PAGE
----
ii. The President of Georgeland shall, on the advice of the Cabinet and Prime Minister , nominate a day on which an election shall be held to fill the vacancy in any vacant division, provided such a date occurs no later than three months following the receipt of the letter from the Speaker (see I/1/f/i)
iii. The person elected by the electors of the vacant division/s shall take their seats at the next available session of the House of Commons.

The Senate

a. The Senate shall consist of eighty members, hereafter referred to as ‘Senators’. The composition shall be as follows.
i. Each Original State (namely, Bradmarch, Capitalia, Long Island, Mainland and Scoita) shall receive 12 Senators.
ii. The State of Delmago Island shall receive 6 Senators.
iii. The Federal District shall receive 2 Senators.
iv. Following the abolition of the State of Mainland, the State of East Mainland and the State of West Mainland are to be considered to be Original States.
b. The Senate shall not make laws altering the number of Senators unless such a law first meets the requirements of Chapter V of this Constitution.
c. No Original State shall ever receive fewer Senators than any other Original State.
d. President of the Senate
i. The Senators shall choose one of their number to be President of the Senate. The President of the Senate shall serve until such time as a new President of the Senate be chosen. The President of the Senate may resign his office by means of a letter addressed to the President of Georgeland.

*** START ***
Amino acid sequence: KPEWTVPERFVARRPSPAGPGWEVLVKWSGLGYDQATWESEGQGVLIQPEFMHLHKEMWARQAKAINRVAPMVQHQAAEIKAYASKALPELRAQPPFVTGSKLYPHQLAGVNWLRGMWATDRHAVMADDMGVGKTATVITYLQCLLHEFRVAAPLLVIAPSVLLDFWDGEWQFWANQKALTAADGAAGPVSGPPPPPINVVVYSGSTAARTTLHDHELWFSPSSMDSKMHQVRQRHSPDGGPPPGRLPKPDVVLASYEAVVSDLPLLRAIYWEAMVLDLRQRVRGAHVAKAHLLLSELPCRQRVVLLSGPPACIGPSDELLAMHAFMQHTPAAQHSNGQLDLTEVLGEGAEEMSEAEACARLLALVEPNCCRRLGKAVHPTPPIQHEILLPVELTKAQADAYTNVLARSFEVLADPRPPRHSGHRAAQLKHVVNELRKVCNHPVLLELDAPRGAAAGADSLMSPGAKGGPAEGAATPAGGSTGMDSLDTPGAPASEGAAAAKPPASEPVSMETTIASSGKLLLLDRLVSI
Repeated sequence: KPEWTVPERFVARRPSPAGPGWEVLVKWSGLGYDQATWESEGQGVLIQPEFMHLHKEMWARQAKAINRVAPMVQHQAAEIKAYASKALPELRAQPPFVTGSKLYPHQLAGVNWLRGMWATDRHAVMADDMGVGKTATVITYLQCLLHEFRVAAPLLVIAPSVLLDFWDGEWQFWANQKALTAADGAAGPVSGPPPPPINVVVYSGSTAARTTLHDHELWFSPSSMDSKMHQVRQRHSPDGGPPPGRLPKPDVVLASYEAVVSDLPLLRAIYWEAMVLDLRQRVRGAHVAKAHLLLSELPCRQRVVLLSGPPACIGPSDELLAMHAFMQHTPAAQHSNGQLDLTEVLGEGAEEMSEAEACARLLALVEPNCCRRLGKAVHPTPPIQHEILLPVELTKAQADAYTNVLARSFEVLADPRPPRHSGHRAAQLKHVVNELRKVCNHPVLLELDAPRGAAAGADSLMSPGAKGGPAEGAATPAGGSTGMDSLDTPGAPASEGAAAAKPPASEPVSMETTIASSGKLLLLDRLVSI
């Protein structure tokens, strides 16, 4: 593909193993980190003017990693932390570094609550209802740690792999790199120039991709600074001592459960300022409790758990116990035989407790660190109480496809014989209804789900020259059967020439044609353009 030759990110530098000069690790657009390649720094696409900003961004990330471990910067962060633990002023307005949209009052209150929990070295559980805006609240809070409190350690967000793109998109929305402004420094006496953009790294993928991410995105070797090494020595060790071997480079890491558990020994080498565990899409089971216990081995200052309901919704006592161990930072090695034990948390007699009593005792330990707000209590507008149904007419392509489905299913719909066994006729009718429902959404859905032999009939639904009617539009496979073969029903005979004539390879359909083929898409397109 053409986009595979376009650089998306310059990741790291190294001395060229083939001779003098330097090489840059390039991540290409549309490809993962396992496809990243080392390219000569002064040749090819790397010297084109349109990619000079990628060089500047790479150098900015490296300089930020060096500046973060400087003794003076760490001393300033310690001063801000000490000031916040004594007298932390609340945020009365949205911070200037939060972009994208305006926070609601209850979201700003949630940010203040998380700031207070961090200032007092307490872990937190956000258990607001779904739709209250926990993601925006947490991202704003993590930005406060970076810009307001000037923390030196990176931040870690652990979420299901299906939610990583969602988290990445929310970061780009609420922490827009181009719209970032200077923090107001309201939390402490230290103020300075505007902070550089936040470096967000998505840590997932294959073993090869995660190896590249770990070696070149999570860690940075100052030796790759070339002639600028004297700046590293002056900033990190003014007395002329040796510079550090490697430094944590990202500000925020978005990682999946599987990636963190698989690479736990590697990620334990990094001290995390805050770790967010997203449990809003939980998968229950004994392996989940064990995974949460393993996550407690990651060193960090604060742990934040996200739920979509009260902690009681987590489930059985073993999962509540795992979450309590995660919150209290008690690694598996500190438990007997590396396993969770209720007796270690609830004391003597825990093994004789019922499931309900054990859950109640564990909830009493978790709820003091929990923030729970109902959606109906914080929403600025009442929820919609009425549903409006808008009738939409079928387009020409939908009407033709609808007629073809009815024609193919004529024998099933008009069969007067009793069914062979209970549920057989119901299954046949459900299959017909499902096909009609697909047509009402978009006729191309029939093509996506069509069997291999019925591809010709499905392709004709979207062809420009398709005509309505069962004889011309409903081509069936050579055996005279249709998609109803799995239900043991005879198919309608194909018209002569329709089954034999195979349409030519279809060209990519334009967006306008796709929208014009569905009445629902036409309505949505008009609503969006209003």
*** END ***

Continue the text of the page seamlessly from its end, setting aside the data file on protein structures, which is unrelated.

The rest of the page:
ii. The President of the Senate is a distinct office from the President of Georgeland.
iii. The President of the Senate shall receive whatsoever remuneration and privileges the Senate sees fit to bestow upon him.
iv. The President of the Senate shall cease to hold office if he should cease to be a Senator.
v. In the absence of the President of the Senate, the Senate shall choose one member to fulfill his duties.
vi. The President of the Senate shall not speak in debates, and he shall have no vote unless the Senate be equally divided.
e. Length of term of Senators
i. Senators shall serve a term of six years, beginning from the January 1st following their election.
ii. The term of a Senator shall not be ended at an earlier date unless the Senator chooses to resign, dies, or is expelled by the Senate.
iii. The exception to (iii) above shall be in the case of dissolution of the Senate.
f. Elections
i. One half of the Senators from each State shall seek election at three-year intervals.
ii. The exception to (i) above shall be in the case of dissolution of the Senate.
iii. The Parliament shall make laws as to the manner of the election of Senators, so long as such laws do not interfere with the democratic election of the Senate.
g. Vacancies
i. If a vacancy occurs in the Senate, the President of the Senate shall send a letter to the Governor of the State in which the vacancy occurs advising of the vacancy.
ii. The Governor of said State shall nominate a person to fill the vacancy, to serve the remainder of the vacant term.
iii. Each State shall make laws in relation to the selection of Senators to fill vacancies.
iv. The person selected by the relevant Governor shall take their seats at the next available session of the Senate.
v. If, in cases where a Senator represents a legally registered political party or organisation and was elected as a member of same, the Senator that replaces him in the event of a vacancy shall represent the same party or organisation.

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Notes

  1. 2nd paragraph added 1929; third paragraph added 1958

[1]